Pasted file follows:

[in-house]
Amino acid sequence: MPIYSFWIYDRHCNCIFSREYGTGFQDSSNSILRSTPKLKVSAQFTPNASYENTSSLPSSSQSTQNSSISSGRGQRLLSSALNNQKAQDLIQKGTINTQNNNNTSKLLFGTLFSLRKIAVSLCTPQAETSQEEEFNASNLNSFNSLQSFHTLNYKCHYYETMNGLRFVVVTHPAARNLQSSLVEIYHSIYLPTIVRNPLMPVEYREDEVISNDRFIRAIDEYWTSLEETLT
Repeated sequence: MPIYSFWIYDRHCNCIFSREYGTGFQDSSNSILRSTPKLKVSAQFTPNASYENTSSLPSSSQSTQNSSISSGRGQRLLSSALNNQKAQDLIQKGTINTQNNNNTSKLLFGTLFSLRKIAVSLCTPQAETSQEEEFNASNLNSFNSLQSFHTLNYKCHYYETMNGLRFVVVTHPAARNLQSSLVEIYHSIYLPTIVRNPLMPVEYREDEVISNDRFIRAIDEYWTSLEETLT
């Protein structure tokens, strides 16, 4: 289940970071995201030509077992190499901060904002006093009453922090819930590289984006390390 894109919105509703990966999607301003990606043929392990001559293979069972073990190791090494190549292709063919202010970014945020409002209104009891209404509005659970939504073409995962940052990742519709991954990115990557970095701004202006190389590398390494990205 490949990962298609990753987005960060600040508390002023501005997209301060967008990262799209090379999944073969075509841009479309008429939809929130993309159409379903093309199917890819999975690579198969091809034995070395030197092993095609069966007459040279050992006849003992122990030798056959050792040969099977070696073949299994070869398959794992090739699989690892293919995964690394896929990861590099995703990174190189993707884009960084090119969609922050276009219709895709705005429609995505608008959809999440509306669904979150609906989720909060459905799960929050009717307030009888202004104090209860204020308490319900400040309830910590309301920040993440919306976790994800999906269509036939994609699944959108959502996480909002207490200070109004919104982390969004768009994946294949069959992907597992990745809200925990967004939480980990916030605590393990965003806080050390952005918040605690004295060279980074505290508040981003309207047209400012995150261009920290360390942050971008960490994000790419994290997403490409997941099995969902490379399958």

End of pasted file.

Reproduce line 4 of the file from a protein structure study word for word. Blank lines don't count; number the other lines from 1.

């Protein structure tokens, strides 16, 4: 289940970071995201030509077992190499901060904002006093009453922090819930590289984006390390 894109919105509703990966999607301003990606043929392990001559293979069972073990190791090494190549292709063919202010970014945020409002209104009891209404509005659970939504073409995962940052990742519709991954990115990557970095701004202006190389590398390494990205 490949990962298609990753987005960060600040508390002023501005997209301060967008990262799209090379999944073969075509841009479309008429939809929130993309159409379903093309199917890819999975690579198969091809034995070395030197092993095609069966007459040279050992006849003992122990030798056959050792040969099977070696073949299994070869398959794992090739699989690892293919995964690394896929990861590099995703990174190189993707884009960084090119969609922050276009219709895709705005429609995505608008959809999440509306669904979150609906989720909060459905799960929050009717307030009888202004104090209860204020308490319900400040309830910590309301920040993440919306976790994800999906269509036939994609699944959108959502996480909002207490200070109004919104982390969004768009994946294949069959992907597992990745809200925990967004939480980990916030605590393990965003806080050390952005918040605690004295060279980074505290508040981003309207047209400012995150261009920290360390942050971008960490994000790419994290997403490409997941099995969902490379399958």